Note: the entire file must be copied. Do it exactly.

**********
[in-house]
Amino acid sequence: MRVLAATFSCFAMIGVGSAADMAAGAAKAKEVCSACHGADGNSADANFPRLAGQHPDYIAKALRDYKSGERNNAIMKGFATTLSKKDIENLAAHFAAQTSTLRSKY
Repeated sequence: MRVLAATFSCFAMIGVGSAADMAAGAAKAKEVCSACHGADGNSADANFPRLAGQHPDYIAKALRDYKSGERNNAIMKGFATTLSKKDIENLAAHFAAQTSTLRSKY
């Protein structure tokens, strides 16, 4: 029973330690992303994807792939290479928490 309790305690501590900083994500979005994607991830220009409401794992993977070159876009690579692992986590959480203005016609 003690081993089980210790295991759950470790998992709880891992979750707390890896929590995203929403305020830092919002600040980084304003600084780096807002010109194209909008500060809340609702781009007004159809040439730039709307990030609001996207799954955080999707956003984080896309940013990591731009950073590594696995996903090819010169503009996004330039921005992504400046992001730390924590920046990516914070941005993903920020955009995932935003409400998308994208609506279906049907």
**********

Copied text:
[in-house]
Amino acid sequence: MRVLAATFSCFAMIGVGSAADMAAGAAKAKEVCSACHGADGNSADANFPRLAGQHPDYIAKALRDYKSGERNNAIMKGFATTLSKKDIENLAAHFAAQTSTLRSKY
Repeated sequence: MRVLAATFSCFAMIGVGSAADMAAGAAKAKEVCSACHGADGNSADANFPRLAGQHPDYIAKALRDYKSGERNNAIMKGFATTLSKKDIENLAAHFAAQTSTLRSKY
């Protein structure tokens, strides 16, 4: 029973330690992303994807792939290479928490 309790305690501590900083994500979005994607991830220009409401794992993977070159876009690579692992986590959480203005016609 003690081993089980210790295991759950470790998992709880891992979750707390890896929590995203929403305020830092919002600040980084304003600084780096807002010109194209909008500060809340609702781009007004159809040439730039709307990030609001996207799954955080999707956003984080896309940013990591731009950073590594696995996903090819010169503009996004330039921005992504400046992001730390924590920046990516914070941005993903920020955009995932935003409400998308994208609506279906049907």